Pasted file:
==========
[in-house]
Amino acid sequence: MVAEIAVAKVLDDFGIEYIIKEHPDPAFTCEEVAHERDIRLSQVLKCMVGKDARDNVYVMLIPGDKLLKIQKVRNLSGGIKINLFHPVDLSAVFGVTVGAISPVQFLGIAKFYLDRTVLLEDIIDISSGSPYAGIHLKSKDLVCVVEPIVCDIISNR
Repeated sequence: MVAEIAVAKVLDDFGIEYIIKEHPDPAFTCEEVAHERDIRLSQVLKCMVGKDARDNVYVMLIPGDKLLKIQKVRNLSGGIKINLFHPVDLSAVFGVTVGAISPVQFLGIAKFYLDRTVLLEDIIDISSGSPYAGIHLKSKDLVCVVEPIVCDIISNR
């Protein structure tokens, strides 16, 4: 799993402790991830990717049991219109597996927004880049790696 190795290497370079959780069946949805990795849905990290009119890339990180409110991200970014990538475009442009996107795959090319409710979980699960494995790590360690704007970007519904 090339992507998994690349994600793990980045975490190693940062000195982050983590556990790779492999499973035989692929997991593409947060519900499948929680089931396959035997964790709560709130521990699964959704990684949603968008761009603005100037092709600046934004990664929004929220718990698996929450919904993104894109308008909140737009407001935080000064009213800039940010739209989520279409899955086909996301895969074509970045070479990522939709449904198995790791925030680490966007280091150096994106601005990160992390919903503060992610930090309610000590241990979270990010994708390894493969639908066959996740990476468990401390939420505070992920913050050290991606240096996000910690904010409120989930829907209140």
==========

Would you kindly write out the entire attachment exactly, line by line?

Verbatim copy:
[in-house]
Amino acid sequence: MVAEIAVAKVLDDFGIEYIIKEHPDPAFTCEEVAHERDIRLSQVLKCMVGKDARDNVYVMLIPGDKLLKIQKVRNLSGGIKINLFHPVDLSAVFGVTVGAISPVQFLGIAKFYLDRTVLLEDIIDISSGSPYAGIHLKSKDLVCVVEPIVCDIISNR
Repeated sequence: MVAEIAVAKVLDDFGIEYIIKEHPDPAFTCEEVAHERDIRLSQVLKCMVGKDARDNVYVMLIPGDKLLKIQKVRNLSGGIKINLFHPVDLSAVFGVTVGAISPVQFLGIAKFYLDRTVLLEDIIDISSGSPYAGIHLKSKDLVCVVEPIVCDIISNR
């Protein structure tokens, strides 16, 4: 799993402790991830990717049991219109597996927004880049790696 190795290497370079959780069946949805990795849905990290009119890339990180409110991200970014990538475009442009996107795959090319409710979980699960494995790590360690704007970007519904 090339992507998994690349994600793990980045975490190693940062000195982050983590556990790779492999499973035989692929997991593409947060519900499948929680089931396959035997964790709560709130521990699964959704990684949603968008761009603005100037092709600046934004990664929004929220718990698996929450919904993104894109308008909140737009407001935080000064009213800039940010739209989520279409899955086909996301895969074509970045070479990522939709449904198995790791925030680490966007280091150096994106601005990160992390919903503060992610930090309610000590241990979270990010994708390894493969639908066959996740990476468990401390939420505070992920913050050290991606240096996000910690904010409120989930829907209140």